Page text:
Metallica? Just the net worth of lead singer James Hetfield is estimated at $175 million, a not so quiet fortune. He and lead guitarist Kirk Hammett both hail from the Bay Area. And Hammett is a Filipino American to boot–from the city’s Mission district.

 “18th and South Van Ness,” he said to me. “I played Little League for St. Charles.”

St. Charles?  Oh ,yeah. I’m a few years older than Hammett. But I was a Dolores Park guy back then, and I remember those guys with the gray khakis and the red sweaters and our teams  (me and Marcelino Dumpit) used to whip up on all the St. Charles teams we played.

Except, clearly we would have been trounced if they had a CYO heavy metal team and we had to jam with  the likes of Hammett.

I mean how could I compete with  my effing clarinet.

 

Hammett, big league axe in hand, did a version of the Star Spangled Banner that had shades of Jimi .

It should have set the tone for one heck-of-a-rocking-game. Even the scoreboard had the Giants’ pictures in Metallica drag.

 

 

Metal drag: They don’t call him Buster for nothing

 

 

And it did set a tone,  but the  game was more like an acoustic fantasy for the Giants.

So did the park rock? Nope. The Giants bats were unplugged.

The Dodger’s Clayton Kershaw had the Giants stymied with a perfect game through the first third of the game, and a no-hitter until the Giants’ Marco Scutaro tripled in the 6th.

Kershaw would go from 74 mph to 94 mph and back in one sequence to show how it kept batters off balance all night.

The Giants Barry Zito was almost as good, but with more key defensive help. In the 3rd and 4th innings, Dodger rallies died because of timely variations of the Arias/Scutaro/Belt double play.

But it looked like Kershaw would beat them again with his arm and his bat when he doubled to lead off the 5th.  A sac bunt moved him to third where he should have stayed, but a ground ball to Arias was too deep to start a double play.  But that allowed Kershaw to score the only run he might need–he was going that well.

A better ground ball came from the next batter, the dangerous Kemp, and this time, the Giants turned a DP to end the inning and limit the damage to just one run.

One run down? That’s just the beginning of the game for the 2013 Giants, who came into the game tied with the Pirates for most comebacks in the National League (9).

In their half of the 6th, the Giants woke up with the Scutaro triple, and scored on a Buster Posey double. 

With the game tied, Hunter Pence singled to center. Posey, running on contact with two out, rounded third and was waved on home to get the go-ahead run.

For Posey, it was nearly a reverse déjà vu moment that produced that heartbreaking moment Giants fans never forget from 2011.  

Only this time Posey was the runner, not the catcher. Would Posey score? Would he barrel into Dodger catcher A.J. Ellis for the dramatic and courageous go-ahead?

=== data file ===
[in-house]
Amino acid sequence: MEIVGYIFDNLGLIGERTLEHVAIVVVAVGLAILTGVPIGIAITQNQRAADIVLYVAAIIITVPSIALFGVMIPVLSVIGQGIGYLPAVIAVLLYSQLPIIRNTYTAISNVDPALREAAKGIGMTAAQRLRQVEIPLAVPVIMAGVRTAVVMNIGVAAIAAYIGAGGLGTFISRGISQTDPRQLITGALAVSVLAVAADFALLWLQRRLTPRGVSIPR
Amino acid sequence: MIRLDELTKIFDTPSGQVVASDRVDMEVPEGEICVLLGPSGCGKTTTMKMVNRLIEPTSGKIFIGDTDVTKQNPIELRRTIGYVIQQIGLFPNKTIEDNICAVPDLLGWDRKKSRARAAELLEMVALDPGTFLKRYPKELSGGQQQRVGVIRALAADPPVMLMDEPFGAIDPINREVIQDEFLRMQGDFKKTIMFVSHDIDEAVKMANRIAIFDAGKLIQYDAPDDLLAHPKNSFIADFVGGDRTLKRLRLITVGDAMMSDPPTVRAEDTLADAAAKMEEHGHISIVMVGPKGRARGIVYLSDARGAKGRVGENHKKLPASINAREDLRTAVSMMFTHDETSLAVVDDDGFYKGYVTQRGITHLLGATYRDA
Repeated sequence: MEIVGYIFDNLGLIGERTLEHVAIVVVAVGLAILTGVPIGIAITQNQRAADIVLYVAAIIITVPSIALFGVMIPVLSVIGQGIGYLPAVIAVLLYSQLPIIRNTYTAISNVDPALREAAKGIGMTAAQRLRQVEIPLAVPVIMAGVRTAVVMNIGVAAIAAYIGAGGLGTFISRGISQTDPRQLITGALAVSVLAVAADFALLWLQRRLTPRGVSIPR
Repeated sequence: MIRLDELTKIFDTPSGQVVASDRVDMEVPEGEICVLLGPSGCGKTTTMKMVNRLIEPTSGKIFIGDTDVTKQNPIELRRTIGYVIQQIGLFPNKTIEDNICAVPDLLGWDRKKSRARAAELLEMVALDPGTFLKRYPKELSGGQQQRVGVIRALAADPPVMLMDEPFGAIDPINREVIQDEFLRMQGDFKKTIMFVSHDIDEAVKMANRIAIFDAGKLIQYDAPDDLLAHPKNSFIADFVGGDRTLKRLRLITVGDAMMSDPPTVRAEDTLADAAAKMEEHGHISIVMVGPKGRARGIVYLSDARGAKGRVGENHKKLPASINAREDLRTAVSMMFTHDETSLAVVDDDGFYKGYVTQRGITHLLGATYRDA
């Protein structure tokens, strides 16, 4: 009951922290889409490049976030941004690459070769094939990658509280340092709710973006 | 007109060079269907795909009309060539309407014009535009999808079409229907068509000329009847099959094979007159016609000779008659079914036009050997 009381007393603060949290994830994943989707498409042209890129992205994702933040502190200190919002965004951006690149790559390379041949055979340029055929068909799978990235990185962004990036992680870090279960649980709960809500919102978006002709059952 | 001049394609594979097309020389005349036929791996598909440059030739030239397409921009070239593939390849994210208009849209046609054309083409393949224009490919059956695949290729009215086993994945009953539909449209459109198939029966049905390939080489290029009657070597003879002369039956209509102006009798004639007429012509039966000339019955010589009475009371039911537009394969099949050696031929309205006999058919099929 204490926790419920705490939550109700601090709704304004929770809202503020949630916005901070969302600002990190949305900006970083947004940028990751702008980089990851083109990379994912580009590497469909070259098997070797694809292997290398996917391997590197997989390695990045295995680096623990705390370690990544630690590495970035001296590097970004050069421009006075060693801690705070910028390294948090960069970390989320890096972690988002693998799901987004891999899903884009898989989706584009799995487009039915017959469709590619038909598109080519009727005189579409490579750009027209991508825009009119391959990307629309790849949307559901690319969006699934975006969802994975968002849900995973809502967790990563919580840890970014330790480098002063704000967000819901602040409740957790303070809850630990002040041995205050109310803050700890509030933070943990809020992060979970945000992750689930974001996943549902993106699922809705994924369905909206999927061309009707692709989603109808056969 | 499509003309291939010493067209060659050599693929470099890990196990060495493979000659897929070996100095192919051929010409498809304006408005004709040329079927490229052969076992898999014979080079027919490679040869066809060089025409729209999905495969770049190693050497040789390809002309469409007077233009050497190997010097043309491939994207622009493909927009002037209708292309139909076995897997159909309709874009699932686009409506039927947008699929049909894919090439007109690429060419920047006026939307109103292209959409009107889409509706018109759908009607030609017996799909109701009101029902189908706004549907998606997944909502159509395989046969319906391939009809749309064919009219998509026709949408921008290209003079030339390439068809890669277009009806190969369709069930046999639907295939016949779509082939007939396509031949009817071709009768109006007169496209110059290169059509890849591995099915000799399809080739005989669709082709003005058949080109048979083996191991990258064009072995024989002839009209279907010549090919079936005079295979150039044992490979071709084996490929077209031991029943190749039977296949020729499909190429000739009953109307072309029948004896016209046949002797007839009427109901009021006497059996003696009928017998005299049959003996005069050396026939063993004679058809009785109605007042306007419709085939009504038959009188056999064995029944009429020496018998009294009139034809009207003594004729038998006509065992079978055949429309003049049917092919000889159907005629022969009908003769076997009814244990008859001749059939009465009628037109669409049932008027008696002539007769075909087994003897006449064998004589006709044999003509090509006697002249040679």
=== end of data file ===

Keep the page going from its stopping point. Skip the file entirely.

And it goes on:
Kemp’s throw to the plate was perfect and beat Posey without question. He slid sensibly into the tag and saved the big splash for later. He was instinctively saving the passion and the drama for later.

Posey had another scenario in mind.

In the bottom of the ninth, game tied, facing the Dodger’ reliever Ronald Belisario, and a 3-2 count,  Posey knew exactly where to put the exclamation point in this game.

You need a shot in the arm? There’s nothing like a walk-off home-run against your dreaded rivals.  

Metallica? On the very last play of the game, AT&T was finally plugged-in and rocking, another game that adds to the legend of the Giant-Dodger rivalry.

UPDATE: A GUILLERMO WINS ONE FOR THE GIANTS IN SECOND GAME OF THE SERIES

Another win for the Giants (five straight), all comebacks, and the second in-a-row with a walk-off home run.

This time the hero is Guillermo Quiroz, the third-string catcher and minor league careerist,  who lives for moments like the bottom of the 10th.  As a pinch-hitter, Quiroz was the last position player available to Giants’ manager Bruce Bochy.

No one expected what would happen next.

Quiroz hit a beleagurered Dodger reliever’s pitch into the left field bleachers,  just as Buster Posey did the night before, to give the Giants a 10-9 win.

It was another classic Giant/Dodger game, a highly offensive affair that featured 19 runs and 30 hits between the two teams.

The walk-off home run for the Giants was the 12th in the LA/SF series since the two teams moved west in 1958.

 

 

 

 

 

Immigration rallies preach to choir, earn sparse media coverage

I didn’t see much coverage on the May Day rallies on the level that I might have expected. That’s a barometer of sorts indicating tough sledding ahead.  I had hoped to see more of it in the mainstream, but only saw it covered in the international ethnic media.

(Maybe if they had an accented pop-culture star like PSY doing his thing, there would have been more crowds and media attention. It didn’t hurt the TODAY show this morning).